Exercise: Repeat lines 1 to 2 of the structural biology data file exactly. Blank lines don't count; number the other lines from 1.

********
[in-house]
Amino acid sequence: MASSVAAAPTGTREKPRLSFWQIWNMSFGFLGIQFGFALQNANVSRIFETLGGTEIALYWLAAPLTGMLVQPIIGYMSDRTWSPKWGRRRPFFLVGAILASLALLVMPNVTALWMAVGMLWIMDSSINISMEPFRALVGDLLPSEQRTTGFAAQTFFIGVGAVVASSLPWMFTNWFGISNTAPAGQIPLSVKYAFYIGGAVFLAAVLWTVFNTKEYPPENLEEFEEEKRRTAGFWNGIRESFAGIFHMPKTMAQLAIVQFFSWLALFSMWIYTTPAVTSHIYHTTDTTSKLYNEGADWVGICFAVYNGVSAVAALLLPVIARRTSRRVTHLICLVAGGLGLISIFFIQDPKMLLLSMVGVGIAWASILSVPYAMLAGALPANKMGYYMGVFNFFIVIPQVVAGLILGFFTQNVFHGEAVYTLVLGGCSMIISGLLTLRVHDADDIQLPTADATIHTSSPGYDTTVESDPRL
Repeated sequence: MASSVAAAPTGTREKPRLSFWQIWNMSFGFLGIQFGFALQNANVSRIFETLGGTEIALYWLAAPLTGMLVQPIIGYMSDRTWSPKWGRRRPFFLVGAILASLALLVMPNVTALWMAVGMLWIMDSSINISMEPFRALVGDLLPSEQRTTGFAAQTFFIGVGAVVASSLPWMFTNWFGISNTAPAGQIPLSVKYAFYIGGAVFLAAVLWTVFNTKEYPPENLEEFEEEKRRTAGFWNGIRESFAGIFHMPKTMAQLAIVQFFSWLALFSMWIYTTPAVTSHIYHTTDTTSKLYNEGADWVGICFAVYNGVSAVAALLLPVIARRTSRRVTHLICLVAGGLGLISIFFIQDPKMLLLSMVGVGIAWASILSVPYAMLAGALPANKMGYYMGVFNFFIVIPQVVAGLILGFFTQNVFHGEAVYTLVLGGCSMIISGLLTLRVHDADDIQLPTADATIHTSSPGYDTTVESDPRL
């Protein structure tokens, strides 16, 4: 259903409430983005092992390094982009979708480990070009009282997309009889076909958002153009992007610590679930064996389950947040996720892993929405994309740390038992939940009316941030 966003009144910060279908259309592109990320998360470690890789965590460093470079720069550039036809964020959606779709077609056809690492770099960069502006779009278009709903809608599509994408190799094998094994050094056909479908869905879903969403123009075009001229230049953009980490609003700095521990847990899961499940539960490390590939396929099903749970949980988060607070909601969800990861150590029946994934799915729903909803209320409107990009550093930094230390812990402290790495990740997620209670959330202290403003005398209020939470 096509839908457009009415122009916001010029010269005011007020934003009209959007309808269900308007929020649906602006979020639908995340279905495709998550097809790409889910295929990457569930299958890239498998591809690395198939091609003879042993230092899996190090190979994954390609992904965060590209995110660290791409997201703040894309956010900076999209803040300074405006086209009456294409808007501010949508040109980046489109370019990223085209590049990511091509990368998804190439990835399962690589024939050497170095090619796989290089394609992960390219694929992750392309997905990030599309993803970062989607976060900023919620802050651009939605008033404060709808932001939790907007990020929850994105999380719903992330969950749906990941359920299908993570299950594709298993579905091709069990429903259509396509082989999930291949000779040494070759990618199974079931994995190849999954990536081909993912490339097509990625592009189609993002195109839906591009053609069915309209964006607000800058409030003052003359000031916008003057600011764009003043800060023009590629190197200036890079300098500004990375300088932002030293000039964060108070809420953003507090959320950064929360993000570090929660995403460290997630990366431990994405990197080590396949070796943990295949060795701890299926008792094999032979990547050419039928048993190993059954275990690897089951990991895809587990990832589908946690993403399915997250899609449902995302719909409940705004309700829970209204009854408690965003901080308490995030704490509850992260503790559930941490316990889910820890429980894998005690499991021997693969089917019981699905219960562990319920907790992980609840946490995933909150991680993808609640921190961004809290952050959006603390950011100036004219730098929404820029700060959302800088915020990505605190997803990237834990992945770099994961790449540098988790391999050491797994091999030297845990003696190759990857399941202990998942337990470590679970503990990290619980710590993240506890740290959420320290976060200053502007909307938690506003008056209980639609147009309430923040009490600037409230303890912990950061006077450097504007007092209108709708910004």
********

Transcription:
[in-house]
Amino acid sequence: MASSVAAAPTGTREKPRLSFWQIWNMSFGFLGIQFGFALQNANVSRIFETLGGTEIALYWLAAPLTGMLVQPIIGYMSDRTWSPKWGRRRPFFLVGAILASLALLVMPNVTALWMAVGMLWIMDSSINISMEPFRALVGDLLPSEQRTTGFAAQTFFIGVGAVVASSLPWMFTNWFGISNTAPAGQIPLSVKYAFYIGGAVFLAAVLWTVFNTKEYPPENLEEFEEEKRRTAGFWNGIRESFAGIFHMPKTMAQLAIVQFFSWLALFSMWIYTTPAVTSHIYHTTDTTSKLYNEGADWVGICFAVYNGVSAVAALLLPVIARRTSRRVTHLICLVAGGLGLISIFFIQDPKMLLLSMVGVGIAWASILSVPYAMLAGALPANKMGYYMGVFNFFIVIPQVVAGLILGFFTQNVFHGEAVYTLVLGGCSMIISGLLTLRVHDADDIQLPTADATIHTSSPGYDTTVESDPRL